Category Archives: London Games

Mohamed we adore you

Olympic Rant #18 On the fourteenth day God resumed work

THE squabbles and rancour of this year’s Ilympics were run into the ground on Day 14 as Great Britain, Jamaica and the United States turned in memorable performances.
Britain’s Mohamed Farah was stunning as he held off Ethiopia and Kenya to take gold in the 5000m.

Mohamed Farah

I usually cheer for the African nations in middle distance events as I love their team strategy in running. But my hat and running shoes go off to Mohamed Farahwho won his second gold medal of London 2012 with a thrilling victory in the 5000 metres on the final night of athletics.
Farah was denied any hope of assistance from GB team mate Nick McCormick who failed to make the final.
Here were the other things stacked against Farrah:
# He admitted to tiredness after his win the 10,000m seven days earlier
# He ran 3rd in his heat.
# He was ranked 11th in the world and was competing against seven of those rated above him.
Farah took the front with 700m to go but had little peace. American Galen Rupp sprinted quickly but could not cross the Brit.
Sensing the American might have weakened the leade,r the Africans queued up to have a crack at Farah. He repelled each one and kicked on the home turn.
The fastest runner over the distance this year was Dejen Gebremeskel and he made his move, looking to have Farah’s measure half-way down the straight.
The Brit kicked again and safely held the Ethiopian for a magnificent courageous victory.
             Farah said each of his twin girls due to be born shortly would have a Gold Medal from the London Games. They will be the heroes of show and tell in a few years, especially if Dad is part of the presentation.
USAIN Bolt took his third Gold when Jamaica raced to a world record in the 4x100m relay.
Bolt was a little less certain that Rio 2016 might be beyond him than he was after his 200m win.
I’ve thought about it but I think it’s going to be very hard because Yohan (Blake), he’s just come into the game and he’s running pretty well, and I’m sure there’s going to be a lot more cats coming up to run.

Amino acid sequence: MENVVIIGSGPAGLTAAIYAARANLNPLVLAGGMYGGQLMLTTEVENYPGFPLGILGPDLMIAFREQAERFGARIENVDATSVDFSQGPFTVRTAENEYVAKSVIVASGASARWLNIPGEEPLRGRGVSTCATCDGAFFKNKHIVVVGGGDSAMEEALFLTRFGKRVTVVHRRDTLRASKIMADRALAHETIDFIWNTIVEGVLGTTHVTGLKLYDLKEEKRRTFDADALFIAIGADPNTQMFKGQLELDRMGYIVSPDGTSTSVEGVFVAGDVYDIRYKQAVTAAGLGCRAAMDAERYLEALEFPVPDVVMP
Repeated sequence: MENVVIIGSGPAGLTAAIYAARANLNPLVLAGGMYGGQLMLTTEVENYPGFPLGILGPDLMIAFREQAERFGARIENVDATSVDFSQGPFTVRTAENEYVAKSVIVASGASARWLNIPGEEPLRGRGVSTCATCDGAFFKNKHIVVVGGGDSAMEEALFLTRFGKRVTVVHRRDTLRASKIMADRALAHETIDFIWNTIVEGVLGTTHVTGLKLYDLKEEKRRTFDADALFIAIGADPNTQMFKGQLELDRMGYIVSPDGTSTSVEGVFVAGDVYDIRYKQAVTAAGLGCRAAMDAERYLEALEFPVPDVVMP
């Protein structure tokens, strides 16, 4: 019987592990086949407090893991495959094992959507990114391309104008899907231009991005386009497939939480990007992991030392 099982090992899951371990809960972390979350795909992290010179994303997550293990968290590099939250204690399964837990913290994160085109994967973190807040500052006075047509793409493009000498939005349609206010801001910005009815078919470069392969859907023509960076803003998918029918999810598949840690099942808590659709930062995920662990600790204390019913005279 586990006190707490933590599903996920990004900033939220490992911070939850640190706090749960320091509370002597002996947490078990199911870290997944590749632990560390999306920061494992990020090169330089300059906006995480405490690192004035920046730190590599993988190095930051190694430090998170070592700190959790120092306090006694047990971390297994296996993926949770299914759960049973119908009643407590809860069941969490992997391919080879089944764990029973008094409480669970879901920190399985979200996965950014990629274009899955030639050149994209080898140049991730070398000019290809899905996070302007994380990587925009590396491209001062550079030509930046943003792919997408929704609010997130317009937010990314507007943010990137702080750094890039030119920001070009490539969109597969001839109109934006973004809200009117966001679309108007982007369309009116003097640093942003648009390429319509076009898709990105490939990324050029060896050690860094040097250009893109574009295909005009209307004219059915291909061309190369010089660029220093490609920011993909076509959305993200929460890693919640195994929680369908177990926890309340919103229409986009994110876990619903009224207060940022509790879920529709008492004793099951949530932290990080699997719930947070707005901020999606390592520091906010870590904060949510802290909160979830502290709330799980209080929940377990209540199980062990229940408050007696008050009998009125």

I’ll take it a step at a time.
THE U.S. captured the women’s 4x400m relay and Allyson Felix achieved her third gold medal.
Felix ran the second leg after a brilliant start by DeeDee Trotter gave her a big lead at the first change. American 400m champion Sanya Richards-Ross ran the anchor leg and the U.S. won in 3:16.87 – the fastest time run in 19 years.
 Russia was three seconds behind Jamaica took the bronze.
Russia had its revenge when Anna Chicherova won the women’s high jump ahead of American Brigetta Barrett. Another Russian Svetlana Shkolina was third.

           The Chinese are yet to get the knack of track and field and the Americans comfortably were ahead in the medal count in gold and total.

Leaders after Day 14
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Total
1
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44
29
29
102
2
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38
27
22
87
3
Description: https://www.google.com/images/spreadsheets/trans.gif
28
15
19
62
4
Description: https://www.google.com/images/spreadsheets/trans.gif
21
25
32
78
5
Description: https://www.google.com/images/spreadsheets/trans.gif
13
7
7
27
6
Description: https://www.google.com/images/spreadsheets/trans.gif
11
19
14
44
7
Description: https://www.google.com/images/spreadsheets/trans.gif
10
11
12
33
8
Description: https://www.google.com/images/spreadsheets/trans.gif
8
7
8
23
9
Description: https://www.google.com/images/spreadsheets/trans.gif
8
4
5
17
10
Description: https://www.google.com/images/spreadsheets/trans.gif